One of our CVGS society members asked me last week about how to solve a brick wall problem for one of her family lines in the mid-1800's. The family showed up in the 1850 census in Ohio, and the parents had a New York birthplace. The surname was fairly common, with many entries in the 1840 NY census, but not for this family.
My response was to try to find the New York location by using "Cluster Genealogy" techniques. Of course, she asked me to define "cluster genealogy" and I'm not sure I did the term justice.
I found several articles on the topic, and they are all worth your time to read:
1) Rhonda McClure's article on genealogy.com. Her definition:
Cluster genealogy is a term that is not used very often because people are not practicing it as much as they used to. Cluster genealogy is the practice of branching out beyond your ancestor to research those individuals and families that were are connected to your individual. These connections may be as tight as a marriage or as loose as a witness on a land deed.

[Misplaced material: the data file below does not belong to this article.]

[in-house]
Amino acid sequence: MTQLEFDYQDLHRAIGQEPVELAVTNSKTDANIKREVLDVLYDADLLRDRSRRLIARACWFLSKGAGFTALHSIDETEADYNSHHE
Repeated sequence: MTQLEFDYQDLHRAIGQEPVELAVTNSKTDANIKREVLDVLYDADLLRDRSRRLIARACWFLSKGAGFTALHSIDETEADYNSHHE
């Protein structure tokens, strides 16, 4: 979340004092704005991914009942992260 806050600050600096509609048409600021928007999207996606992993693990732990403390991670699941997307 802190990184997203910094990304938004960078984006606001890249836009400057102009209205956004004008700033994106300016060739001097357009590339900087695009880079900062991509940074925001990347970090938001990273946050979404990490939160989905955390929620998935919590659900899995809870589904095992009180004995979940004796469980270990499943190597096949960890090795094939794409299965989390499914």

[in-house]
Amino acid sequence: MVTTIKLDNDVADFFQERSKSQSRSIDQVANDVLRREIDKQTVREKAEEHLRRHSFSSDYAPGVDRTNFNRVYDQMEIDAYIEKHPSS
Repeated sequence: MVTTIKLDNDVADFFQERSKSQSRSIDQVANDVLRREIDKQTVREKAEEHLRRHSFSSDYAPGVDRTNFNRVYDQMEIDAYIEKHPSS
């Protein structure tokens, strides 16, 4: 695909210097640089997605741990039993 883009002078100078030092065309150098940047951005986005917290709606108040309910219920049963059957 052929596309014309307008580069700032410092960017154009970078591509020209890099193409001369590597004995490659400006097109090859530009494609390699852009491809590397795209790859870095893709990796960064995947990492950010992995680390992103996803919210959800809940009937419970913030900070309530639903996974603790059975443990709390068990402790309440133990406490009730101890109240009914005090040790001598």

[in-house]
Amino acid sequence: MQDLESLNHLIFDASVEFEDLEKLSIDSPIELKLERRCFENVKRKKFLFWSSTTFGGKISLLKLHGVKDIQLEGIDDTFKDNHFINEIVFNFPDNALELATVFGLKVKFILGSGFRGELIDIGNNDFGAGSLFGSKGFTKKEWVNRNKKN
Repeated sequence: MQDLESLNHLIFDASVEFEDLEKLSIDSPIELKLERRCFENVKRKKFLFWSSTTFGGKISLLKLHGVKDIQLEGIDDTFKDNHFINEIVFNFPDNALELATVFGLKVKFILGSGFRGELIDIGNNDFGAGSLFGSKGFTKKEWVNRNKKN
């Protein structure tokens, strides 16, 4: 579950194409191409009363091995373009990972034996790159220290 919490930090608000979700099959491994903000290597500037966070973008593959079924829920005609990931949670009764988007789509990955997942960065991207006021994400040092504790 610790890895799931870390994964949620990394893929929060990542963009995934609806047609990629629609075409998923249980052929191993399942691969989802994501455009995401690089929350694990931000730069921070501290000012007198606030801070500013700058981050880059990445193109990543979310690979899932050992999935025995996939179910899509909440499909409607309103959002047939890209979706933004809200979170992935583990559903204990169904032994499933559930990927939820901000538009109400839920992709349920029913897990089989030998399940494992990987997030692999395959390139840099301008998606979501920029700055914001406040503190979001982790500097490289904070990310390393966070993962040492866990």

2) Kimberly Powell's article on about.com. Her introduction:
Our ancestors did not live in isolation, although we often research them as if they did. They were part of a family, with siblings, parents, aunts and uncles, cousins and other relatives. They were also part of a community, with friends, neighbors, classmates, and co-workers. This "cluster" of family, friends and neighbors can provide valuable clues to the lives of our ancestors.
3) A FEEFHS presentation by Lis Aalzo on "Cluster Genealogy." This presentation (in PDF format) shows how the author solved research problems using Cluster Genealogy techniques.
How about a book? Try this one: Emily Ann Croom, "The Sleuth Book for Genealogists: Strategies for More Successful Family History Research", Betterway Books, 2000.
There are several other books that include "Cluster Genealogy" as a chapter or topic.
Have you practiced "cluster genealogy?" Maybe without even knowing it, but read the articles and maybe even buy the book and learn how to use it effectively.